The term 'higher education' is generally taken to mean education that leads to the award of a degree. The term can be broader than that, however, and also refers to post-graduate courses, Higher National Diplomas and higher professional qualifications amongst other things. A more comprehensive list of the types of courses usually included in the term 'higher education' is provided in Schedule 6 to the Education Reform Act 1988 (see Higher education courses and powers to award degrees).
Much of the law relating to higher education applies to Wales in the same way that it does to England, save that subordinate legislation making powers now rest primarily with the Welsh Ministers in relation to Wales. There is, however, a large amount of subordinate legislation that applies only to Wales. Most notably student support regulations made by the Welsh Ministers create a distinct system of student loans and grants.
The National Assembly for Wales has wide competence to make primary legislation in relation to higher education under section 108 of, and Schedule 7 to, the Government of Wales Act 2006, although it should be noted that Research Councils are specifically excepted from the National Assembly's legislative competence. The National Assembly has passed the Further and Higher Education (Governance and Information) (Wales) Act 2014 and as further legislation follows (passed by both the National Assembly in relation to Wales and the UK Parliament in relation to England) there is likely to be a greater divergence between higher education law in Wales and England.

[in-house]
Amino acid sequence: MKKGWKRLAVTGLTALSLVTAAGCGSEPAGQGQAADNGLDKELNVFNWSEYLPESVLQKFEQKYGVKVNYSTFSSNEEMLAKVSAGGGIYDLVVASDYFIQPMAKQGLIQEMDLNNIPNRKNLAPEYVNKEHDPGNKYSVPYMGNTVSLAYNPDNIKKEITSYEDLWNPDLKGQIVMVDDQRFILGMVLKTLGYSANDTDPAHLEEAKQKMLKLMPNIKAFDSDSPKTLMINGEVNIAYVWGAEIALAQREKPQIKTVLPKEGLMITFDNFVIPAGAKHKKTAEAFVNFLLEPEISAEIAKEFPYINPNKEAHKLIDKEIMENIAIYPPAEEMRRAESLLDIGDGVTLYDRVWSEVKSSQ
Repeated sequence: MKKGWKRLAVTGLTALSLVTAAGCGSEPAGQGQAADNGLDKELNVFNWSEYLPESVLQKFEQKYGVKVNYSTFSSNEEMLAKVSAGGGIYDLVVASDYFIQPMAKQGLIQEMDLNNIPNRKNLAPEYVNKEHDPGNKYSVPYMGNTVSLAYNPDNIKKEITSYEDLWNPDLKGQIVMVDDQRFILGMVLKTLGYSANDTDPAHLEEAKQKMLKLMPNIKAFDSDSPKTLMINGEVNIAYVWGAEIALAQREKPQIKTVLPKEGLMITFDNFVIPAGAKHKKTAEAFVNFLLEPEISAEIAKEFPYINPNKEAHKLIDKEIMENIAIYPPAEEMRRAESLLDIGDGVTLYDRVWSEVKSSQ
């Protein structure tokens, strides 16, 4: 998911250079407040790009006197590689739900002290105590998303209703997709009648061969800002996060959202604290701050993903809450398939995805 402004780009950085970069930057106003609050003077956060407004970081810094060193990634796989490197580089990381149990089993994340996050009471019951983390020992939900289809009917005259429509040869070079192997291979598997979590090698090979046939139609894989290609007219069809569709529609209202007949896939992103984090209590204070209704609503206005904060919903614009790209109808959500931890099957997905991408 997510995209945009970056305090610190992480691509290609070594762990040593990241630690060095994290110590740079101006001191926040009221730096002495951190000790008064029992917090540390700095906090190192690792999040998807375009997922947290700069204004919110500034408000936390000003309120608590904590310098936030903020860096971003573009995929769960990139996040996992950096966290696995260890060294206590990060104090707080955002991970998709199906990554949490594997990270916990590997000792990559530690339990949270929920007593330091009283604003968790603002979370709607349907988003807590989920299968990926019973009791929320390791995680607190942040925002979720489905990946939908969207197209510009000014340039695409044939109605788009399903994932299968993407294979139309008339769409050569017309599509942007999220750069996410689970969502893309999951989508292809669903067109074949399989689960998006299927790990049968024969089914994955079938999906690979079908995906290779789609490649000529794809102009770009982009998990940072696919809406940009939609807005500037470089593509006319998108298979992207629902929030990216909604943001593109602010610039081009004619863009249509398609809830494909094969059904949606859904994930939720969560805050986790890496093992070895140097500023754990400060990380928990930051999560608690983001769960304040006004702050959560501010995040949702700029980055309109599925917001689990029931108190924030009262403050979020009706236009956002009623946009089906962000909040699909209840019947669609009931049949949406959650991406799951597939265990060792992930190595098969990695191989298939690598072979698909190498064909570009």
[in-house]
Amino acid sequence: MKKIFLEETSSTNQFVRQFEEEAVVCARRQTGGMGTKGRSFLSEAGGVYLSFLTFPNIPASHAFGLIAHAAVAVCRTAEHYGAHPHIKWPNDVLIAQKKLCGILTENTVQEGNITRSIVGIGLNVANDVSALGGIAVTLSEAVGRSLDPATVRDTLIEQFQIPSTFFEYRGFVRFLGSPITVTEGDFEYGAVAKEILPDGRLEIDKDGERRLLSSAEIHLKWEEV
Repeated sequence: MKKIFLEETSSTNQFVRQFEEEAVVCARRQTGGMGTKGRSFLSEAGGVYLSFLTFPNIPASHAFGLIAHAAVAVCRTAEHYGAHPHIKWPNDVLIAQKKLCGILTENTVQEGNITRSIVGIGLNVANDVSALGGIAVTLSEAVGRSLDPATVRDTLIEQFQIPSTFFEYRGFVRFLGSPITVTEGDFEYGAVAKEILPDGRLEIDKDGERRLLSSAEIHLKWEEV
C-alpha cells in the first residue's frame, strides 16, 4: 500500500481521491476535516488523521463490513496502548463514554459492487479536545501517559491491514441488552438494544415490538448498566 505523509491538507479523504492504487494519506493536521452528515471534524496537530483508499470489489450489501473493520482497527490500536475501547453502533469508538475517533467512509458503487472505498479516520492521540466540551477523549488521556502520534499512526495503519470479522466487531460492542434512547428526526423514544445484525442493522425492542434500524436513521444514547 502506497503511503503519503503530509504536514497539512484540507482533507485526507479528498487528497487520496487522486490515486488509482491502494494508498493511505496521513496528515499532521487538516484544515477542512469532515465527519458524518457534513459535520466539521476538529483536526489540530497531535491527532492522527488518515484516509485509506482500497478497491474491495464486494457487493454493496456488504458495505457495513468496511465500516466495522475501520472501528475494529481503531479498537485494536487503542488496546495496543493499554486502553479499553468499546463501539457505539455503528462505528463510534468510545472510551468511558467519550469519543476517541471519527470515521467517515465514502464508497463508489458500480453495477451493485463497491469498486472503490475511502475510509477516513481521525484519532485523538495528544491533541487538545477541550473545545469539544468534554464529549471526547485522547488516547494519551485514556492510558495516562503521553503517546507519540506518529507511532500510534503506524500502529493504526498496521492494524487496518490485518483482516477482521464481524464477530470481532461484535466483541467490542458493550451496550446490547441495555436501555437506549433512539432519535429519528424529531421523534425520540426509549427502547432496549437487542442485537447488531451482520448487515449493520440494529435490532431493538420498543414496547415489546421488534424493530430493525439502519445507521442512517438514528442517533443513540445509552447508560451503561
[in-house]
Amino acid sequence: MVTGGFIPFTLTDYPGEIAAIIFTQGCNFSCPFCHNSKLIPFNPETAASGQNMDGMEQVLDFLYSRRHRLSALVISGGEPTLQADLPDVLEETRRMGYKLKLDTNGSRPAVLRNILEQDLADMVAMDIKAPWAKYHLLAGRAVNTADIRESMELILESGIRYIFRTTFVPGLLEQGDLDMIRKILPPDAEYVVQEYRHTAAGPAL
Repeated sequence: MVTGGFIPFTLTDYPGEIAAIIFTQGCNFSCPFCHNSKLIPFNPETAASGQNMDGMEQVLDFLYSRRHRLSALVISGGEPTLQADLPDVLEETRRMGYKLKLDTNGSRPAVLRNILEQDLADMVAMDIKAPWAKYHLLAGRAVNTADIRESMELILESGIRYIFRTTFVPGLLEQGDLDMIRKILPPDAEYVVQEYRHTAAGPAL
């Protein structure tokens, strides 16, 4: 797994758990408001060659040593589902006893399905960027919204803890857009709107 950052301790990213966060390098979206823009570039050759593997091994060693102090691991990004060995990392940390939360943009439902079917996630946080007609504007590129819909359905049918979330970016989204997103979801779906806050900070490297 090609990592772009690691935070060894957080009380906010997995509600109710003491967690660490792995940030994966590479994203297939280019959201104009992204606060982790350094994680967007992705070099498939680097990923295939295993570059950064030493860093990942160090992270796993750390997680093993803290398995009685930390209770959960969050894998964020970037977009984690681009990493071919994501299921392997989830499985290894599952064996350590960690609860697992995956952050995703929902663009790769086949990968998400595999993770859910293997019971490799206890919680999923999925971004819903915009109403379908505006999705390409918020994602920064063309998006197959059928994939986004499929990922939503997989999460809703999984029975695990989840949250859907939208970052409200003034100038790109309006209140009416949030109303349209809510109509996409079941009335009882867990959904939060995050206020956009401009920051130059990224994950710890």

Universities are largely autonomous institutions that are mostly able to devise and deliver curriculums as they choose. Legislation relating to higher education, therefore, is limited largely to the establishment and governance of higher education institutions and the provision of financial resources to institutions and students.
In Wales, higher education is usually provided by institutions in the higher education sector. Commonly, these are known as universities although there is no requirement to use this name and indeed permission must be sought from the Privy Council before an educational institution can call itself a university. There are currently nine universities in Wales (including the Open University in Wales). These are a mixture of older universities established by Royal Charter and more modern universities that were established as higher education corporations. Part II of the Education Reform Act 1988 and Part II of the Further and Higher Education Act 1992 make provision for the establishment and constitution of higher education institutions.
Higher education in Wales may also be provided in further education colleges and, in limited circumstances, in schools. Although courses may be offered in a number of different educational institutions, degrees and other recognised awards may only be awarded by institutions specifically authorised to do so.
In Wales, higher education institutions are financed through a combination of Welsh Government funding (provided via the Higher Education Funding Council for Wales), student fees and income in the form of sponsors, donors and project partners etc.
Institutions that wish to receive funding from the Higher Education Funding Council for Wales (HEFCW) have to comply with the terms and conditions imposed on the funding. These conditions include a limit on the amount of fees that can be charged to certain students and a requirement for the institution to create a plan for how the governing body will promote equality of opportunity and attract increased applications from groups under-represented in higher education. Failure by institutions to comply with these conditions can result in a reduction or withdrawal of funding.